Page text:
With months to wait for the London Olympics, get in the mood with a plumber and a hedgehog.
It’s not that I have a low opinion of my country. Well, actually it is. But with everything else that is going on at the moment, the financial crisis and such, I really don’t hold out much hope for the London 2012 Olympic Games being very good. In fact, I think that they will be downright embarrassing.
However, there is one good thing that comes out of my lack of faith in the London Olympics. It means that the bar is set low for the inevitable video games that will tie-in with the event. At least the first of these tie-in games doesn’t take itself seriously and offers a light hearted collection of Olympic-based mini-games hosted by two of gaming’s most famous characters, Mario and Sonic. So in many ways it is easy to just ignore the fact that it is based in London and enjoy the games for what they are – Wii-based fun.
Of course, this is not the first time that Mario, Sonic and their friends have indulged in some Olympic mini-game fun, having participated in the Beijing Olympics back in 2007 and Winter Olympics in 2009. Because of this, and because of the very nature of Olympic Games, the majority of this titles real-life events will be based on those found in the original Mario & Sonic at the Olympic Games. That being said, there are a few new events here that are worth checking out.
So amongst the sprinting, long and high jumping and such, players will be able to find some football, show jumping and badminton. For the most part, the mechanics of both the new and old events are straight forward and easy to pick up, involving a fair amount of Wiimote shaking and swinging. But there is nothing really new or ground-breaking here, that we have not already seen before.
But never let it be said that video games have to remain in the realms of reality. Perhaps the most interesting events found in this Olympic collection are the Dream events, events that take the disciplines from real Olympic events and place them in a more surreal environment. Racing along with a cart filled with eggs, riding a Discus or steering a raft along a river, are all entertaining in their settings taken straight from the worlds of Mario and Sonic. A lot of these particular games are co-op, allowing players to work together towards a goal, bringing families together before pounding them in the competitive games.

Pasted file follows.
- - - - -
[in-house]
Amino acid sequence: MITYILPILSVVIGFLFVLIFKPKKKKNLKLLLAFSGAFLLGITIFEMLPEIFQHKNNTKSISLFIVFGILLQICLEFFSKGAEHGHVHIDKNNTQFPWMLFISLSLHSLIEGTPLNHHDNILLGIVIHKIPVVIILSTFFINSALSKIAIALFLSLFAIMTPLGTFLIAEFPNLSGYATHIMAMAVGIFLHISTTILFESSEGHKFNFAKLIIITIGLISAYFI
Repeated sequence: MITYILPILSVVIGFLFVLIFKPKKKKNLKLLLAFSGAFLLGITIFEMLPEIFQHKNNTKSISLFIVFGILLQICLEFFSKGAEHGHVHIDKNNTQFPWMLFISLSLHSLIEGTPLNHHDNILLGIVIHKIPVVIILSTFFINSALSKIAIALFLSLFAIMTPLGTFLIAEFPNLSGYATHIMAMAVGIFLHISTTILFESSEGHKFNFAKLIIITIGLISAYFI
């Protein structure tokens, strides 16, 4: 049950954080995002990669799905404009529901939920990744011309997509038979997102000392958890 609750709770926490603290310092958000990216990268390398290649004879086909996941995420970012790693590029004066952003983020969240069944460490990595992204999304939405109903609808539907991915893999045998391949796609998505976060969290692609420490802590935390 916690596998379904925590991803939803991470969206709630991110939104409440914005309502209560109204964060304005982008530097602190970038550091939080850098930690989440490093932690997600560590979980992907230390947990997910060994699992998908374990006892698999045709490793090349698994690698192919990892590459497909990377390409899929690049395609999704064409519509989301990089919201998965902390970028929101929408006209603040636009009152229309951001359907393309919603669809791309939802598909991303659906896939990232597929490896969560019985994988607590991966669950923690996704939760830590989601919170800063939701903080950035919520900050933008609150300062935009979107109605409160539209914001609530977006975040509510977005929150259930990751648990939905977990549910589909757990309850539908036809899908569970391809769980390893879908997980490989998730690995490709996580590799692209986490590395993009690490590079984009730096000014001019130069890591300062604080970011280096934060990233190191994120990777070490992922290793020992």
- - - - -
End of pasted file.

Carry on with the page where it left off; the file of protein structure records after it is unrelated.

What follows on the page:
It is not necessarily the individual events that make a package interesting, but more the way that they are put together. In this particular case the events are all bound into London Party Mode, a board game that involves players working their way around a mythical London that only exists in the dreams of the developers, by which I mean it is clean and rather nice looking.
The game challenges the players to collect stickers and will see them not only competing in all of the Olympic events from the game, but also a good selection of more traditional mini-games. As far as party games go, this mode does a great job of keeping the action moving, something which doesn’t always happen with board games.
Fans of either Mario or Sonic’s universe are well catered for with the selection of playable characters. The 20 characters are divided up into different skill sets concentrating on speed, power, skill and all-rounders, ensuring that no one character will excel at all of the events. All of the favorites are included, along with a couple of more unknown characters, so all of the players should find someone to play as that will please them.
As one would expect, the presentation is bright, colourful and well done, lending itself quite naturally to the party crowd. Much like most party games, M&S is best enjoyed in the company of friends. Playing the game alone is quite a shallow experience and will not show the game in its best light.
Taking two of gaming’s most iconic characters and teaming them up for a sports-based mini-game compilation was a stroke of genius when Sega first did it back in 2007, and it still works well today. There are plenty of party games and mini-game compilations available at the moment, especially on the Wii, but for wholesome family fun you could do much worse than Mario & Sonic at the London 2012 Olympic Games.